New Jersey Legislation Could Force Out-of-Network Physicians to Accept In-Network Rates
The New Jersey Healthcare Disclosure and Transparency Act is up for discussion today in the state legislature, prompting healthcare stakeholders to discuss the legislation's potential effect on the industry and out-of-network providers, according to an NJ Spotlight report.
The bill will require health plans to explain to their members the methodology for calculating the portion of a bill they will cover for out-of-network care. The bill requires health plans to post on their website a "clear and understandable" explanation of the plan's out-of-network benefits.
The bill is not popular with physicians for several reasons. First, the bill would require physicians to make a "good faith" effort to collect the patient's share of the bill before billing the insurer. The legislation would allow providers to waive the patient's share in the event of financial hardship, as long as they don't routinely waive the contribution.
The bill would also prohibit out-of-network providers from billing a patient any more than they would have to pay if the provider were in-network. The physician would then only receive what he or she would have received as part of the health plan network.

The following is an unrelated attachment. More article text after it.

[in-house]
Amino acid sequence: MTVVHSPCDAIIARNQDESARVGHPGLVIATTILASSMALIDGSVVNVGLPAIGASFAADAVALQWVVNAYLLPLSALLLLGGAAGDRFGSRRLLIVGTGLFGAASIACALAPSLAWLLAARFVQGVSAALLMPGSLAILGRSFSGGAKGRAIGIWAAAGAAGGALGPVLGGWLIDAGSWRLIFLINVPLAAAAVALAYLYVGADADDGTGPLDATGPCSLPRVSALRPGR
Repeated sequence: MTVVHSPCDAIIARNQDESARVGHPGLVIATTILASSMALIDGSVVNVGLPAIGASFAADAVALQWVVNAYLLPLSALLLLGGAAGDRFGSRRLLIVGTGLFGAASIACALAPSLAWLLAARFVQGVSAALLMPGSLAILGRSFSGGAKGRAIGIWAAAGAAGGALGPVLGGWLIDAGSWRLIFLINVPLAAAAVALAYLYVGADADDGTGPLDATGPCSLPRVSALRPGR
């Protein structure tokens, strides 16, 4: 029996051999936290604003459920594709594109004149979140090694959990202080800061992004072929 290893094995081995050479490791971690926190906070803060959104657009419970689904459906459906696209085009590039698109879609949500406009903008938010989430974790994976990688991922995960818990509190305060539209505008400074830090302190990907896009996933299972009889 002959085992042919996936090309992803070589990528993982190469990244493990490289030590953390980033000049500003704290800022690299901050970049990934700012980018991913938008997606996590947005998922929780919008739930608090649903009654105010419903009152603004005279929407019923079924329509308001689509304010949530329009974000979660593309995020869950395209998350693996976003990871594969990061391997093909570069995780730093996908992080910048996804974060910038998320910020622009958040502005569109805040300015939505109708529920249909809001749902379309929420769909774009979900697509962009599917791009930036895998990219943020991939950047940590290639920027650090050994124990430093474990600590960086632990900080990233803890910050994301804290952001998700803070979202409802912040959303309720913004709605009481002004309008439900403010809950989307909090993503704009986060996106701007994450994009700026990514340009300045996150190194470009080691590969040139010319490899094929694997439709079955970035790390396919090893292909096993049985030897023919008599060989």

Randy Minniear, senior vice president of government relations and policy spokesman for the New Jersey Hospital Association, said he's concerned that if out-of-network providers can't bill the patient, they will bill the hospital because they have no ability to collect out-of-network costs. "We can't afford to be reimbursing our physician practitioners in our hospitals," he said.
Mr. Minniear said it is unclear whether the bill would allow out-of-network providers to seek payment from the insurer. According to Lawrence Downs, CEO of the Medical Society of New Jersey, the bill also appears to receive out-of-network physicians working at in-network facilities to accept in-network rates.
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